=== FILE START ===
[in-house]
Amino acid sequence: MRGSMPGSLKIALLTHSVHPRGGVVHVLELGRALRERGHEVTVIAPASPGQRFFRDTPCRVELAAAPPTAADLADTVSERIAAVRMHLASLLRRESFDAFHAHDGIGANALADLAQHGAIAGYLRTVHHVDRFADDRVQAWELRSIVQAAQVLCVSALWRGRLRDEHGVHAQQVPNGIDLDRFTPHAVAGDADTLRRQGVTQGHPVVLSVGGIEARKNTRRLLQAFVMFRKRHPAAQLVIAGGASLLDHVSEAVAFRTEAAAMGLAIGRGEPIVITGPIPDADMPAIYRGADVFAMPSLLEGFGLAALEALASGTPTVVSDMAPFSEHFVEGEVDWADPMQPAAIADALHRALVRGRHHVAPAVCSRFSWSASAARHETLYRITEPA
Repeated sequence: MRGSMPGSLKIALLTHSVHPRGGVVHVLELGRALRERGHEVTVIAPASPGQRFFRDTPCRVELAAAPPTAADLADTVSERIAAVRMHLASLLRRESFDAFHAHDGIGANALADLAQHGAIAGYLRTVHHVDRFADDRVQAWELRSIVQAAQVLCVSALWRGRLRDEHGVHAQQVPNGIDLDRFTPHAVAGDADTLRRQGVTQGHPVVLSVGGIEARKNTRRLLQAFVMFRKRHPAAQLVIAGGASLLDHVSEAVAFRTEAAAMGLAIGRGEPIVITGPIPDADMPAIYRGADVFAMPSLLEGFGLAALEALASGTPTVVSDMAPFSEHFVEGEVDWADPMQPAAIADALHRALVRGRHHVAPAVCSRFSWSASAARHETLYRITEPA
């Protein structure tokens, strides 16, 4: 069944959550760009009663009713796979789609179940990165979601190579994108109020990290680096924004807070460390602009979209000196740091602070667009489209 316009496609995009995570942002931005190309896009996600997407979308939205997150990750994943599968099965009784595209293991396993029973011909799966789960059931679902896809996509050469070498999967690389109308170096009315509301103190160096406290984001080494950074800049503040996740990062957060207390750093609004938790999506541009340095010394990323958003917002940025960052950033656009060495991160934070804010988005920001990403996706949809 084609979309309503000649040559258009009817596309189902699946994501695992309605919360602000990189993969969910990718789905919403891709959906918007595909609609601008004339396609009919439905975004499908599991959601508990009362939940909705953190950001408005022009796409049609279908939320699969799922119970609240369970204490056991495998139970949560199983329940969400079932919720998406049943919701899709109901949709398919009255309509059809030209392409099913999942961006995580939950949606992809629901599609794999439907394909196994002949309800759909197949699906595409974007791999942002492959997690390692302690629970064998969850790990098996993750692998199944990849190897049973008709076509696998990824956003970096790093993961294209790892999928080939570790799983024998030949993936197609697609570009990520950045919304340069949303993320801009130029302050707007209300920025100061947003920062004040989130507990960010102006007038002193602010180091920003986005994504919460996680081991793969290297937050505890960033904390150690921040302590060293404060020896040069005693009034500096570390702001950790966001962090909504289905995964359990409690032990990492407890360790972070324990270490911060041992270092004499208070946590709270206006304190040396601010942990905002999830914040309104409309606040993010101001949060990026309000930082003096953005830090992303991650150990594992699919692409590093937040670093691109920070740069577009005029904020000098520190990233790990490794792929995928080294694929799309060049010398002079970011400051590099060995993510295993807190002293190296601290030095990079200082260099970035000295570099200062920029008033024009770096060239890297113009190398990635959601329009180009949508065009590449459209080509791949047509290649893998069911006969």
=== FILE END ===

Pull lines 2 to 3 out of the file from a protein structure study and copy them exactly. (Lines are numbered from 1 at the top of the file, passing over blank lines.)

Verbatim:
Amino acid sequence: MRGSMPGSLKIALLTHSVHPRGGVVHVLELGRALRERGHEVTVIAPASPGQRFFRDTPCRVELAAAPPTAADLADTVSERIAAVRMHLASLLRRESFDAFHAHDGIGANALADLAQHGAIAGYLRTVHHVDRFADDRVQAWELRSIVQAAQVLCVSALWRGRLRDEHGVHAQQVPNGIDLDRFTPHAVAGDADTLRRQGVTQGHPVVLSVGGIEARKNTRRLLQAFVMFRKRHPAAQLVIAGGASLLDHVSEAVAFRTEAAAMGLAIGRGEPIVITGPIPDADMPAIYRGADVFAMPSLLEGFGLAALEALASGTPTVVSDMAPFSEHFVEGEVDWADPMQPAAIADALHRALVRGRHHVAPAVCSRFSWSASAARHETLYRITEPA
Repeated sequence: MRGSMPGSLKIALLTHSVHPRGGVVHVLELGRALRERGHEVTVIAPASPGQRFFRDTPCRVELAAAPPTAADLADTVSERIAAVRMHLASLLRRESFDAFHAHDGIGANALADLAQHGAIAGYLRTVHHVDRFADDRVQAWELRSIVQAAQVLCVSALWRGRLRDEHGVHAQQVPNGIDLDRFTPHAVAGDADTLRRQGVTQGHPVVLSVGGIEARKNTRRLLQAFVMFRKRHPAAQLVIAGGASLLDHVSEAVAFRTEAAAMGLAIGRGEPIVITGPIPDADMPAIYRGADVFAMPSLLEGFGLAALEALASGTPTVVSDMAPFSEHFVEGEVDWADPMQPAAIADALHRALVRGRHHVAPAVCSRFSWSASAARHETLYRITEPA